This article was originally published for Leads From Gurus members on July 26 and updated on September 20.
“It’s not the strongest species that survives, nor the smartest that survives. It’s the one that most adaptable to change.” -Charles Darwin
Netflix, Inc. (NASDAQ: NFLX) is currently in a difficult phase of its business with decelerating growth due to lower discretionary spending and the company is also facing the most aggressive competition since its inception with companies like The Walt Disney Company (DIS) and Amazon .com, Inc. (AMZN) establishing their presence in key markets such as the United States and India. Netflix’s approach has always been to keep its business model as simple as possible as part of its growth goals. But in a context of declining subscriber growth, the company is now forced to evolve and adapt, which risks complicating its business model. Nevertheless, these changes are necessary to ensure sustainable long-term earnings growth.
Many investors have been watching Netflix very closely over the past few months given lackluster subscriber additions and downgrades from Goldman Sachs (GS), UBS Group AG (UBS) and many other Wall Street analysts ahead of the release. second quarter results. Netflix, however, pleasantly surprised the market with earnings beating analysts’ expectations and in particular, reporting a subscriber loss of 970,000 in the second quarter, which was considerably lower than the 2,000,000 originally forecast.
In this article, I will explain how Netflix is turning a corner with its level of ad-supported content as well as the much-needed changes to its content policy.
What we know about the level of ad-supported content
Netflix initially hinted at an ad-based model in April this year and announced in July that it was set to partner with Microsoft Corporation (MSFT) in this venture aiming to launch in early 2023. According to several reports from renowned entertainment companies recently, Netflix has advanced the launch schedule for this ad-supported tier to November 1 to get ahead of Disney+ which plans to launch its ad-supported tier on November 8. december.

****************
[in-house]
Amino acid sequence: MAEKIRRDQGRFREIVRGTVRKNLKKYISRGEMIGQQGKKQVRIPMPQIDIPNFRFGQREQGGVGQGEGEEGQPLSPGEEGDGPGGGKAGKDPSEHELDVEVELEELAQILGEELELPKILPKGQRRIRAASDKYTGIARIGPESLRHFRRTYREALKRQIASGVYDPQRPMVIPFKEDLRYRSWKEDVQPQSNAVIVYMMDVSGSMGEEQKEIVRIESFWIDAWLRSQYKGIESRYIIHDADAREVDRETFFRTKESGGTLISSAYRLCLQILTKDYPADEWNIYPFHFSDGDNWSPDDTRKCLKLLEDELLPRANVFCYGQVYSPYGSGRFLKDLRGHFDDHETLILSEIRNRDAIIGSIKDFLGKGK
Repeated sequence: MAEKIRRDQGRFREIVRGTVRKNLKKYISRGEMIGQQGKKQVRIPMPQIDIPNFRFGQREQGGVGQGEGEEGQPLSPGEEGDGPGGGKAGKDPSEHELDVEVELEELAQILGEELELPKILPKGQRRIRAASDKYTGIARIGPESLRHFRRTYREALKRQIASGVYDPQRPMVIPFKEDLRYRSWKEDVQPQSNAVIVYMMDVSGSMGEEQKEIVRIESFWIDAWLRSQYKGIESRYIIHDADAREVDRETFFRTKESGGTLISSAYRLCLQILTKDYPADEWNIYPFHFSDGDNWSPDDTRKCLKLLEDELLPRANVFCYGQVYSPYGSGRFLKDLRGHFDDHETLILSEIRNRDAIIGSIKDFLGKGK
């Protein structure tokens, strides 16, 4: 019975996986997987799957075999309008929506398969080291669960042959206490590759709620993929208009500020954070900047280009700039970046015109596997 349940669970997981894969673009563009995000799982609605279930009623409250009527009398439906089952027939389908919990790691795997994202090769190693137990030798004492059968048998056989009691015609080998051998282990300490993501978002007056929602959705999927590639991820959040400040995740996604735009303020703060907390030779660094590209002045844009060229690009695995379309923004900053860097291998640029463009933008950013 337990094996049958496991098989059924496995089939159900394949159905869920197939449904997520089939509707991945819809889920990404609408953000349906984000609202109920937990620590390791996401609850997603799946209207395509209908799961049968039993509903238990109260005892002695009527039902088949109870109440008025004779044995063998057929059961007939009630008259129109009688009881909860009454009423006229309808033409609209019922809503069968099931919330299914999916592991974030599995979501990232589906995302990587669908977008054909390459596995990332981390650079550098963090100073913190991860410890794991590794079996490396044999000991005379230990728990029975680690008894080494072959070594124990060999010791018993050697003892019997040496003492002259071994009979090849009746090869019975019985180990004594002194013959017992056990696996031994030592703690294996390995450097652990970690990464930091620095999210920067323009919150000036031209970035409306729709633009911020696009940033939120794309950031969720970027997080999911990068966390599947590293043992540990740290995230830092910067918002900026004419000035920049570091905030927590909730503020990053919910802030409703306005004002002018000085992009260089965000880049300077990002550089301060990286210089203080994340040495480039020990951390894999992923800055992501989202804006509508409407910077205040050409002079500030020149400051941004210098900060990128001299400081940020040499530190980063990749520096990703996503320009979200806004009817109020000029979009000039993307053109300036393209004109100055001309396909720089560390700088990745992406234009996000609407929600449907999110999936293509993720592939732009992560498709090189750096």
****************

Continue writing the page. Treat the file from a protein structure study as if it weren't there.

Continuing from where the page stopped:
Based on management feedback, this ad-supported tier will launch in a few select markets where ad spend is already high. With the United States being the country that spends the most on digital advertising and the region where Netflix derives most of its revenue, Netflix will likely launch this level of content in the United States before focusing on other key markets. According to Variety, Netflix will launch the ad-supported tier in the United States, Canada, United Kingdom, France, and Germany.
Exhibit 1: Netflix Revenue Breakdown
Netflix isn’t the first to adopt this strategy as Hulu and HBO Max already offer ad-based plans that are more economical than their ad-free services. Disney+ is also set to join streaming platforms that offer ad-supported streaming.
The best example Netflix could use as a benchmark would be Hulu, with Netflix’s CEO even calling the model a hit in April 2022. With a subscriber count of around 40 million, Hulu generates almost $3 billion in advertising revenue per year. According to Insider Intelligence, this represents nearly 1.8% of total digital ad spend in the United States.
Figure 2: US digital advertising revenue share, by company
Having partnered with Microsoft, it will be important to see how the company approaches the situation as it is not part of its core business model. It is an advantage to be the largest streaming company in the world with a significant number of minutes viewed by subscribers on its platform. This massive subscriber base and engagement rate puts Netflix in a good position with potential advertisers, which in turn could create a reliable long-term revenue stream. I think the international segment is where Netflix stands to benefit the most from its ad-based plan. This segment was supposed to be the company’s next growth engine, but things didn’t go as planned due to low-priced offerings from competitors. With the exception of the APAC region, subscriber numbers have declined in all other regions over the past two quarters. I think a low-cost, ad-based offering will help Netflix kick-start growth in all of these regions.
Exhibit 3: Cost comparison between Netflix and Amazon Prime Video
It’s also a double-edged sword for Netflix, as bulk subscribers can switch to the low-cost ad-based plan, resulting in revenue cannibalization. But since full implementation of this level of content is expected to take effect over a few years, it allows company management to test it and arrive at a sustainable solution that doesn’t limit long-term growth potential. business term.